Would you rather watch a ghost hunting show or a documentary on FDR? Most people would be more fascinated in the former, whether or not they actually believe in the paranormal. This is the research behind Anthropology Professor April M. Beisaw’s adventures in ghost hunting. Professor Beisaw is discovering how to reinvigorate her teaching of anthropology and make it fascinating again through the spectacle of spirits.
Beisaw’s original interest in the supernatural stemmed from the bad horror films she would watch with her family when she was younger. “There was always stuff in these movies that would make my family talk about the past and about what’s possible and things like that. To me, it was almost an academic pursuit from the beginning.”
Her family would also tell ghost stories about the houses they lived in, a shared interest for them all to revel in. It was that childhood interest that spurred her fascination into the educational potential in such spectacles.
Before Vassar, Beisaw taught at a college in Ohio. There, Beisaw led a class called Science or Pseudoscience.
“We looked at things that look like science, taste like science, smell like science, but are they really science?” Beisaw recalled. “So I organized for that class ghost hunting trips on campus in the basements and attics of the buildings.”
She went on to say, “And each thing we did made the students care about the campus and the buildings more than they had in the past.”
Armed with EMF Detectors to measure the electromagnetic frequencies, laser thermometers to notice change in temperature, cameras and other recording devices, and flashlights, of course, Professor Beisaw would take the students around at night to explore the old buildings that most had never been to before.
In an attempt to study ‘The Power of Place,’ another class would research in depth the history of the buildings they would hunt in, understanding and bringing importance to the locations they went to. Since teaching at Vassar, Beisaw has only taken a few students on an actual expedition. Complete with assigned homework in preparation, Beisaw took her senior students from last year to the basement of Main.
While open to future trips with small groups, there is still difficulty in planning, as it can be very time consuming. There is a lot of conflict in exploring other, more populated places, Beisaw explained. “One of the problems I’ve been having with the dorms is that I can’t control who’s going in and out,” Beisaw said.
She explained that while she would like to be able to explore anywhere on campus, she doesn’t want any trouble. “I need to be able to control the spaces a little more than I can for the general hallways of dorm and classrooms,” Beisaw explained. I could potentially set up ahead of time but if I had to inform everybody, how many hundreds of people are going to know what I’m doing and want to mess with me? That’s not what it’s about.”
Several other issues might arise when pursuing ghost hunting. Beisaw explained that an intimate group of people you trust is the ideal party for ghost hunting. For example, with a group of people you don’t know, anything that seems a bit off could be others messing with you,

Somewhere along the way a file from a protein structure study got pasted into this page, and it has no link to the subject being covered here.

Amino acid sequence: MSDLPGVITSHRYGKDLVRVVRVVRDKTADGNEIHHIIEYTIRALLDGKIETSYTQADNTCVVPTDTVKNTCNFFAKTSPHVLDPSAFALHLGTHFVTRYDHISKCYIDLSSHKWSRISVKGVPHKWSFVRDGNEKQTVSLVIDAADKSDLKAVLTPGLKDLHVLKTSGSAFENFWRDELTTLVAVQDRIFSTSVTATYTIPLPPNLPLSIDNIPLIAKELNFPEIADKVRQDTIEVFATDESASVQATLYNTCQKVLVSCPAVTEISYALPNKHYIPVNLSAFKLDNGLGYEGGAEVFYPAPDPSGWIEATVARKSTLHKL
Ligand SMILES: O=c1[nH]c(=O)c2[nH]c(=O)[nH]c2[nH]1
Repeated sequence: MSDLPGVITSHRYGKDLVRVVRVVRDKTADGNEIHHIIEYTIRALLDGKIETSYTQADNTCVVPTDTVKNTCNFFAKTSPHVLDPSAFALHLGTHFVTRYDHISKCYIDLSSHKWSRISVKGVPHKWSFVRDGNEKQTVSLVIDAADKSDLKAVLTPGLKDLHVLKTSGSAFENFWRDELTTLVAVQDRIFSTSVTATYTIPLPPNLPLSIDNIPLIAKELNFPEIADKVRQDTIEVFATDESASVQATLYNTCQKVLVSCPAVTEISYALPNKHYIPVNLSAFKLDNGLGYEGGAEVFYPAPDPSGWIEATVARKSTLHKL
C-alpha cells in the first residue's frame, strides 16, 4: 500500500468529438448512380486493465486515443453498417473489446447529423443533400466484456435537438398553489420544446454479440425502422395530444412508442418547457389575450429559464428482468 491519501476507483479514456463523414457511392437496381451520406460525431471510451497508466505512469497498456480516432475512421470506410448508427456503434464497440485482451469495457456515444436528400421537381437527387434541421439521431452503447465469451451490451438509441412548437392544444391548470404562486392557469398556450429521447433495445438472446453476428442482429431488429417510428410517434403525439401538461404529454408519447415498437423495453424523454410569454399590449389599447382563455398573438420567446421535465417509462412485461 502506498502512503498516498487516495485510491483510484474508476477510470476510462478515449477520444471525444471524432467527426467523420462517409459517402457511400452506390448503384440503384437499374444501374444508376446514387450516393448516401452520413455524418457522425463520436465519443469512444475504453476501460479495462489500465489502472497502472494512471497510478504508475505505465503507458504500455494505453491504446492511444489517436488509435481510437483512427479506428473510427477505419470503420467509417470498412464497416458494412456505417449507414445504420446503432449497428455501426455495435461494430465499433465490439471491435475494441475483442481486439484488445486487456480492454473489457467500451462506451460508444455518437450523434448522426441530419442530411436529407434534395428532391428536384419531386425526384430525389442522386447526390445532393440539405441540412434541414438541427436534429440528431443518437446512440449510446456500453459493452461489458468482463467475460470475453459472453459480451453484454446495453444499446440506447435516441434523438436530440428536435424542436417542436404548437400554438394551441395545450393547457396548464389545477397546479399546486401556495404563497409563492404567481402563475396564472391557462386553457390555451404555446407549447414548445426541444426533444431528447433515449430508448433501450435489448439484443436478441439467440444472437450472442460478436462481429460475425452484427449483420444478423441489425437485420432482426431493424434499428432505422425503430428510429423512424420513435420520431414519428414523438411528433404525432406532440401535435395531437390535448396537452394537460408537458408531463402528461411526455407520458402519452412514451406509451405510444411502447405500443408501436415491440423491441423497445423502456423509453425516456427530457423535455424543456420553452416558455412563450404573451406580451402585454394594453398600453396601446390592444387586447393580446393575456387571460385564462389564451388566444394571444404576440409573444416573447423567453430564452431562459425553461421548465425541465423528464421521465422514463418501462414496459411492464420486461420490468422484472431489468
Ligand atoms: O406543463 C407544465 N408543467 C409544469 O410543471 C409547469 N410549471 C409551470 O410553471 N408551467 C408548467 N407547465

The opposite, however, can be said for location. In a familiar place like your dorm room, it would not be as intimidating and you wouldn’t be as aware to what might change. The most important thing it to have an open mind to what’s around you. “When I take people ghost hunting, I never try to challenge their religious beliefs or their political beliefs or anything. To me, it’s about the experience,” Beisaw said.
Despite the predicaments in organizing these trips, Beisaw’s work within the topic of ghost hunting has expanded. She has written a book chapter and several conference papers to be published soon, while at the same time developing further research on what makes ghost stories so compelling, and how it is similar to archaeology.
Beisaw expanded, “Ghost hunting is really archaeology, in that we both tell stories about the past with old things and old places, but ghost hunters kind of do it a little better in that people want to know about ghosts. Nobody’s like, ‘Hey, tell me a good archaeology story.’ But it doesn’t matter if you believe in ghosts or not. People are like, ‘Hey, tell me a good ghost story,’ and then you remember it and tell other people. So I developed this understanding of ghost hunting as a powerful teaching tool and a powerful tool about learning, about the past, for places that you didn’t necessarily know you cared about.”
Among the differences that makes ghost hunting so compelling is the way in which information is presented. Even though tour guides might spew a lot of information, what really matters, Beisaw noted, is how ghost hunters on TV shows are displaying only enough information to fascinate the listener about the location, enticing them to discover more.
To Beisaw, ghosts are not otherworldly, so much as they are a topic we as a society have chosen to embrace. When asked whether or not she believes in ghosts, Beisaw replied, ‘I wouldn’t say that I either believe in them or don’t believe in them. I think ghosts are a part of culture and if you can imagine people from your past or the past then you can see a ghost. That is something separate from paranormal, in a sense.” She concluded, “If I could tell you a really good ghost story about the person who died in this room, you could almost see them. Whether or not they’re here or not, I don’t care. I care most about the effect to convey that.”